Given second-class status, behind-the-scenes, back-of-house spaces such as mud and dry rooms are ready for their close-ups, and architect Gil P Schafer is leading the way.
“Everything is more informal these days,” says American architect Gil P. Schafer, who uses classicist traditions to create blue-chip spaces steeped in elegance and charm. “Until recently, the family never really went into workhorse zones such as laundry rooms. Now Mum and Dad are folding laundry, so those areas better work well and look good. Details such as mouldings should be simpler so that things don’t feel precious.”
Here, Schafer shares his insights on high-performing spaces that are a joy to use.
For a family in Tenessee, above, Schafer created a station that conceals purpose-built storage in a sun-drenched hallway with cream-coloured millwork and broad timer plank floors. “You want to make it simple for kids to throw their stuff somewhere, so the space stays neat,” Schafer says. “This room has lockers with charging docks for devices and a place to hang coats. We added a skylight so that you can check the weather before you head out.”
For a decorating-driven collaboration with designer Libby Cameron, above left, Schafer kitted out a utility area with orange floors and a navy washing machine, but practical details still abound from a table with a padded, upholstered top for ironing: a hanging rack that lets delicates drip-dry, a laundering nook tucked under a spiral staircase, above right– situated to service the guest rooms on the floor above- “adds quirkiness,” Schafer says.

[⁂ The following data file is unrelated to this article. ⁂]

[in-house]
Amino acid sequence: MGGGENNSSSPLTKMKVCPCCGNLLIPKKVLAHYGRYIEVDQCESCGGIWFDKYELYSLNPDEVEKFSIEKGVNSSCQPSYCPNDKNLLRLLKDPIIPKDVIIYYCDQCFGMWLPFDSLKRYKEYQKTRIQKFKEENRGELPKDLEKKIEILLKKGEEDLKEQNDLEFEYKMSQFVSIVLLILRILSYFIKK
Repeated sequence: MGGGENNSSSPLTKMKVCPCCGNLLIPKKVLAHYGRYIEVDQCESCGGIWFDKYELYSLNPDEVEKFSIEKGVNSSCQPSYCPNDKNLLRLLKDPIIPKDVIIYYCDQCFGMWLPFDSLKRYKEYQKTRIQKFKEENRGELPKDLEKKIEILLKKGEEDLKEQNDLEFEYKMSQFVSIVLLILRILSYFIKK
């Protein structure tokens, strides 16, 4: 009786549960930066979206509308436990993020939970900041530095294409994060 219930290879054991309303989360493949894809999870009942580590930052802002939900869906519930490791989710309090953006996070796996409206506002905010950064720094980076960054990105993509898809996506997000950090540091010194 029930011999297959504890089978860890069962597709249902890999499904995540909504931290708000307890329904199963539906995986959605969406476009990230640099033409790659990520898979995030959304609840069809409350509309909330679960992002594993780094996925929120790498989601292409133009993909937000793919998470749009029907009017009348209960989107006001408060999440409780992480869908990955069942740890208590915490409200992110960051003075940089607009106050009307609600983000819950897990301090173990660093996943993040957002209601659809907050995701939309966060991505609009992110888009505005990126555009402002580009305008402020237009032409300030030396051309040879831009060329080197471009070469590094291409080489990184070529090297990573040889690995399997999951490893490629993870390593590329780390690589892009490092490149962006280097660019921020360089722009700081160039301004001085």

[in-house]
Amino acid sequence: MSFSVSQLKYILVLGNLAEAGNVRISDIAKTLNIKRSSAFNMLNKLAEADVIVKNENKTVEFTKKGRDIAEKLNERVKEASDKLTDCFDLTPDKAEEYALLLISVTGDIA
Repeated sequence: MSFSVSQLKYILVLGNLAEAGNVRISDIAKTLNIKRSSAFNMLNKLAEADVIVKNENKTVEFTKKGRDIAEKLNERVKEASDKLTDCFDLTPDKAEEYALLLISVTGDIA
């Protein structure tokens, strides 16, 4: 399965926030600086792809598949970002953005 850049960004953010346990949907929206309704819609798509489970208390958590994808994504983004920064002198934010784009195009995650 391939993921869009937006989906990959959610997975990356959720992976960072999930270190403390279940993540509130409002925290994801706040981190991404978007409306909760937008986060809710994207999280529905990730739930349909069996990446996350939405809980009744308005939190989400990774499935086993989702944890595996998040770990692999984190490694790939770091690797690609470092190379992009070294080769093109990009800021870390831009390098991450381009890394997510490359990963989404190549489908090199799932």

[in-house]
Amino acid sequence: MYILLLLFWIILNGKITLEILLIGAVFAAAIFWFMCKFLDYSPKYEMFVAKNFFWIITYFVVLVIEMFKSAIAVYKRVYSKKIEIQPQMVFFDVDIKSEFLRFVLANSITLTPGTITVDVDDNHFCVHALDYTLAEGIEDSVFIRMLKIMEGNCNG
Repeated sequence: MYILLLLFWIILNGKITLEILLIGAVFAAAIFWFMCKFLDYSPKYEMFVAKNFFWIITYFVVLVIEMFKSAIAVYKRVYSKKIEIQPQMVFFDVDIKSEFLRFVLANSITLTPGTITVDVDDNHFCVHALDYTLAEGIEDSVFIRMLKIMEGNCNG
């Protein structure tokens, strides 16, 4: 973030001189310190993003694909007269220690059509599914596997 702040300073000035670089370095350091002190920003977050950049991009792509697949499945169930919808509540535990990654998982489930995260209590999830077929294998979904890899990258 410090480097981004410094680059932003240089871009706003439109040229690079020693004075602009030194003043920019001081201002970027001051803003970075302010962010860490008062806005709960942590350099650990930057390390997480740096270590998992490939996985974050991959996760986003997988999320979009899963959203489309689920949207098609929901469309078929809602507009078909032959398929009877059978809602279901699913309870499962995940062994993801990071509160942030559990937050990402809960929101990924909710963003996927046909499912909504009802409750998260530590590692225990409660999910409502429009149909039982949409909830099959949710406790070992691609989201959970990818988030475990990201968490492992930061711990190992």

In a Hudson Valley house with storage on a well-traveled landing, above left, Schafer used wrought-iron hinges and overlay drawer fronts that vibe with the original 18th-century aesthetic; one of the cabinets conceals a laundry chute. For a walk-in closet in a different project, above right, drawers plus solid-door and glass-paned cabinets provide a range of storage options. The brass drawer pulls and wallpaper backing the shelves provide just the right finishing touches.
Schafer lined a heavily trafficked spiral staircase in a Charleston house, above left, with hardy beadboard to stand up to bangs and scrapes. In the same house, above right, Schafer turned the back-stair landing into a rustically refined entry foyer. The plainspoken stair rail and reclaimed brick pavers give the space a rough-hewn nobility. “Many architects would’ve reconfigured the space to set the landing against something less awkward than the window,” he says, “but it adds character- you don’t always have to fix everything.” Original story taken from Schumacher blog.
And our lead image of a bedroom in an apartment in Holland designed by Piet Asserti – is a reminder to carve space out of every niche at the back of your pad, optimise every alcove, even turning that tiny useless space beside the laundry into a little guest room. Mx